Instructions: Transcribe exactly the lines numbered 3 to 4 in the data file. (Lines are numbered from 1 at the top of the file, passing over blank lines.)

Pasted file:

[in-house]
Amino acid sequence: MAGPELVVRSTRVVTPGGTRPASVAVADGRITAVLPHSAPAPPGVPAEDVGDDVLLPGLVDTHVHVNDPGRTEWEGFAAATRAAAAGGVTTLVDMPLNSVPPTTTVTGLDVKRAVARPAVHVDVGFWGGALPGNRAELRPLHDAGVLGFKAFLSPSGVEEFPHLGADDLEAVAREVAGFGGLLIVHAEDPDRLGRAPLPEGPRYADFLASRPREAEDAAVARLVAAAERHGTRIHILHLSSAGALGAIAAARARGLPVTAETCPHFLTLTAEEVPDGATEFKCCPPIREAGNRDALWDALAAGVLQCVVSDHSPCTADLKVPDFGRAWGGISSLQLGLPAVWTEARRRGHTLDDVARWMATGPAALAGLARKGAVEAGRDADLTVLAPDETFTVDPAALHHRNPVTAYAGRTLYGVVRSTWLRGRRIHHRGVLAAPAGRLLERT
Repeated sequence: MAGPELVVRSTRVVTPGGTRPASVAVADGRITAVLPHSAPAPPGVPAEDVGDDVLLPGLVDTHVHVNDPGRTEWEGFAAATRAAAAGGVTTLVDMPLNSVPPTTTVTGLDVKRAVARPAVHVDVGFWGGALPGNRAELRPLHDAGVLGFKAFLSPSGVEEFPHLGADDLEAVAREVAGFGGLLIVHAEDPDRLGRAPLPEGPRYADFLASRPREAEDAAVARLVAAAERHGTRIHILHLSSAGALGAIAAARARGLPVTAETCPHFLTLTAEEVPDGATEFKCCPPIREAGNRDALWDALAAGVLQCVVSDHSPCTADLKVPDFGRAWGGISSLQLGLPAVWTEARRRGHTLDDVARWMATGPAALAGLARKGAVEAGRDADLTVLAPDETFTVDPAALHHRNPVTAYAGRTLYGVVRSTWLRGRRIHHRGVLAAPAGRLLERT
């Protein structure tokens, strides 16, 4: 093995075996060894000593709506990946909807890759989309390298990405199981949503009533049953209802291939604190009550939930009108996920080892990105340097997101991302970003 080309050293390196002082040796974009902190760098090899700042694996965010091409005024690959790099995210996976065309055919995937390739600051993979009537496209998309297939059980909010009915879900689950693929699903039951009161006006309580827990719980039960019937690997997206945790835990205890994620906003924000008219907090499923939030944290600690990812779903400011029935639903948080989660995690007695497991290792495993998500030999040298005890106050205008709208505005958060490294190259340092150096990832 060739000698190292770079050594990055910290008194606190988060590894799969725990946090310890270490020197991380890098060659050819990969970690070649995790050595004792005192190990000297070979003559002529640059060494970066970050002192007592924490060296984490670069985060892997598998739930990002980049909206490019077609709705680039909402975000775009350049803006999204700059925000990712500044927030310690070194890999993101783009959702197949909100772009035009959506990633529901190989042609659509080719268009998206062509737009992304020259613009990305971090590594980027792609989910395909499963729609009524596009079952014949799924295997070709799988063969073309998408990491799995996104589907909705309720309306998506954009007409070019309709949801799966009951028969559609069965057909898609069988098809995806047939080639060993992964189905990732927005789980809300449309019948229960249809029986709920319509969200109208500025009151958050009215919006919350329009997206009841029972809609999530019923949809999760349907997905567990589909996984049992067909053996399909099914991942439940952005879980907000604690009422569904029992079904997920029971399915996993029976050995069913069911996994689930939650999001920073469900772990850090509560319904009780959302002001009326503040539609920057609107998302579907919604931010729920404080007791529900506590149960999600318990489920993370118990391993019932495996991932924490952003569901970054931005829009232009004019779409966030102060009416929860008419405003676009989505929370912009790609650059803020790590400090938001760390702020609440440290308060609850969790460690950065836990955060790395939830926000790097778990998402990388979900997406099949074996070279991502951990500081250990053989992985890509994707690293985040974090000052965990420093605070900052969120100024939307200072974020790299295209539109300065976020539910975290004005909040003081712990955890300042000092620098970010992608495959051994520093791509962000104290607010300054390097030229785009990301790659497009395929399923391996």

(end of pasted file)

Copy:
Repeated sequence: MAGPELVVRSTRVVTPGGTRPASVAVADGRITAVLPHSAPAPPGVPAEDVGDDVLLPGLVDTHVHVNDPGRTEWEGFAAATRAAAAGGVTTLVDMPLNSVPPTTTVTGLDVKRAVARPAVHVDVGFWGGALPGNRAELRPLHDAGVLGFKAFLSPSGVEEFPHLGADDLEAVAREVAGFGGLLIVHAEDPDRLGRAPLPEGPRYADFLASRPREAEDAAVARLVAAAERHGTRIHILHLSSAGALGAIAAARARGLPVTAETCPHFLTLTAEEVPDGATEFKCCPPIREAGNRDALWDALAAGVLQCVVSDHSPCTADLKVPDFGRAWGGISSLQLGLPAVWTEARRRGHTLDDVARWMATGPAALAGLARKGAVEAGRDADLTVLAPDETFTVDPAALHHRNPVTAYAGRTLYGVVRSTWLRGRRIHHRGVLAAPAGRLLERT
């Protein structure tokens, strides 16, 4: 093995075996060894000593709506990946909807890759989309390298990405199981949503009533049953209802291939604190009550939930009108996920080892990105340097997101991302970003 080309050293390196002082040796974009902190760098090899700042694996965010091409005024690959790099995210996976065309055919995937390739600051993979009537496209998309297939059980909010009915879900689950693929699903039951009161006006309580827990719980039960019937690997997206945790835990205890994620906003924000008219907090499923939030944290600690990812779903400011029935639903948080989660995690007695497991290792495993998500030999040298005890106050205008709208505005958060490294190259340092150096990832 060739000698190292770079050594990055910290008194606190988060590894799969725990946090310890270490020197991380890098060659050819990969970690070649995790050595004792005192190990000297070979003559002529640059060494970066970050002192007592924490060296984490670069985060892997598998739930990002980049909206490019077609709705680039909402975000775009350049803006999204700059925000990712500044927030310690070194890999993101783009959702197949909100772009035009959506990633529901190989042609659509080719268009998206062509737009992304020259613009990305971090590594980027792609989910395909499963729609009524596009079952014949799924295997070709799988063969073309998408990491799995996104589907909705309720309306998506954009007409070019309709949801799966009951028969559609069965057909898609069988098809995806047939080639060993992964189905990732927005789980809300449309019948229960249809029986709920319509969200109208500025009151958050009215919006919350329009997206009841029972809609999530019923949809999760349907997905567990589909996984049992067909053996399909099914991942439940952005879980907000604690009422569904029992079904997920029971399915996993029976050995069913069911996994689930939650999001920073469900772990850090509560319904009780959302002001009326503040539609920057609107998302579907919604931010729920404080007791529900506590149960999600318990489920993370118990391993019932495996991932924490952003569901970054931005829009232009004019779409966030102060009416929860008419405003676009989505929370912009790609650059803020790590400090938001760390702020609440440290308060609850969790460690950065836990955060790395939830926000790097778990998402990388979900997406099949074996070279991502951990500081250990053989992985890509994707690293985040974090000052965990420093605070900052969120100024939307200072974020790299295209539109300065976020539910975290004005909040003081712990955890300042000092620098970010992608495959051994520093791509962000104290607010300054390097030229785009990301790659497009395929399923391996």